- Zambian President Levy Mwanawasa said he will not bow down to several appeals to pardon his predecessor from facing corruption charges.
Last year, Mwanawasa promised to pardon Frederick Chiluba if he had returned 75% of the money [over US 488,000] he was accused of stealing from the state.
Mr Chiluba had throughout denied that the allegations were "baseless and unfounded."
Speaking after the swearing-in ceremony of a newly appointed deputy Chief Justice, President Mwanawasa said, "I have not seen or considered any reasons why I should exercise my discretion to forgive Chiluba."
"I am not prepared to abdicate my responsibility and interfere with the rule of law" he said, describing Chiluba as "a good friend of mine. If he is acquitted by the courts of law, we will all be glad."
Chiluba, 65, ruled Zambia between 1991 and 2001. Known for his expensive lifestyle, Chiluba was accused of stealing millions of state funds while in office.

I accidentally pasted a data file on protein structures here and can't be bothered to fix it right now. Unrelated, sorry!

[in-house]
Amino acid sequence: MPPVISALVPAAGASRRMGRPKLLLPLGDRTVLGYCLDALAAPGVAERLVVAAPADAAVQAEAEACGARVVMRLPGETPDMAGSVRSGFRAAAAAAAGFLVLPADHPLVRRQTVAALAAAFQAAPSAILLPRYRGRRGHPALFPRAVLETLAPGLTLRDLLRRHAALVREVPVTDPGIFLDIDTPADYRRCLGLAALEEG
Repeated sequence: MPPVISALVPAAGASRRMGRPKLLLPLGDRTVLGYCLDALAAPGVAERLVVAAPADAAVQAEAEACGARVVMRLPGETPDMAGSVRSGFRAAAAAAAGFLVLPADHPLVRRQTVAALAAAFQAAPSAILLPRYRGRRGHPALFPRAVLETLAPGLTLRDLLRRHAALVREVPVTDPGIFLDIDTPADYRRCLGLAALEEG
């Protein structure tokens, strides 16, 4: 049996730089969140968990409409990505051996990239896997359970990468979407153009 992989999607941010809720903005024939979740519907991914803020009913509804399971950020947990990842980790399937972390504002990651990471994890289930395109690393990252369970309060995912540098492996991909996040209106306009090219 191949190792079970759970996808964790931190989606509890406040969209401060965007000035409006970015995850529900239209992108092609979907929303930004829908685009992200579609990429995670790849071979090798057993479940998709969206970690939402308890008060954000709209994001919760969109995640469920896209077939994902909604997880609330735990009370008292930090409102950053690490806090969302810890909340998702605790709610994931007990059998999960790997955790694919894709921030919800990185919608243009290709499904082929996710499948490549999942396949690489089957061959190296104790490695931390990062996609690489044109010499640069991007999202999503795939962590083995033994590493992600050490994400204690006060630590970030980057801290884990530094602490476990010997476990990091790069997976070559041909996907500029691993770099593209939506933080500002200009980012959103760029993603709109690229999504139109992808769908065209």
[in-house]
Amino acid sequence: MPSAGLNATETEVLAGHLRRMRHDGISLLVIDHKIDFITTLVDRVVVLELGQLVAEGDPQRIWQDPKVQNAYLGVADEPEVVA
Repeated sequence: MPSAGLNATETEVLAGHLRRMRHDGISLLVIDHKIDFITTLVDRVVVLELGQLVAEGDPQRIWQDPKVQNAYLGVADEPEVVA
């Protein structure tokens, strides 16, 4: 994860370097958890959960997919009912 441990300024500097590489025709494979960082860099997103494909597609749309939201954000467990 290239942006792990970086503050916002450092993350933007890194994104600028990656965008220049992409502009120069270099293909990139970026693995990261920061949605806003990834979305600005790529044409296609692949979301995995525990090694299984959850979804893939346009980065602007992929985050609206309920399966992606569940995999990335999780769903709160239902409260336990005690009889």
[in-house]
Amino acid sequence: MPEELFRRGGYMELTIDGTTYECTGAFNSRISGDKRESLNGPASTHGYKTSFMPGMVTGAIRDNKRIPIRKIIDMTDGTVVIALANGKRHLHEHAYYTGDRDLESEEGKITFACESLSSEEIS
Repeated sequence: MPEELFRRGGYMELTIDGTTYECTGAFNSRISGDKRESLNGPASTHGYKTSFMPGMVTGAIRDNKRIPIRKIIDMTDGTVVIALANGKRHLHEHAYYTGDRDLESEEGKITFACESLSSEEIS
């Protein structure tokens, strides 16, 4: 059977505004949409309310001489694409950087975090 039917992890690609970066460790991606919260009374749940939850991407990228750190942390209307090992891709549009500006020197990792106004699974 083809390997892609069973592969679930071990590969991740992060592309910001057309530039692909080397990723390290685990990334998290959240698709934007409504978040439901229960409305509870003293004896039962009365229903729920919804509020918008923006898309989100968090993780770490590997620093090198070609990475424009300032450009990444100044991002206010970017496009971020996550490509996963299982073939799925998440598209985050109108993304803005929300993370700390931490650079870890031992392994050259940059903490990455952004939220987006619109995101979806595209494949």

Despite his poor health, the state continues to pursue Chiluba over his alleged past corruption and abuse of office records.
The former President had had his trial put off last year to allow him to travel to South Africa for medical treatment. He was hospitalized after he had been collapsed by a heart attack at his home.
Apart from being prosecuted, Chiluba was also interrogated about his role in several other corrupt claims, including the money paid to a Canadian firm for the supply of maize worth US $24 million in in 1997. It was later found that the supply was never delivered.
Mr Chiluba's wife, Regina, is also being tried for accepting her husband's stolen funds and property.
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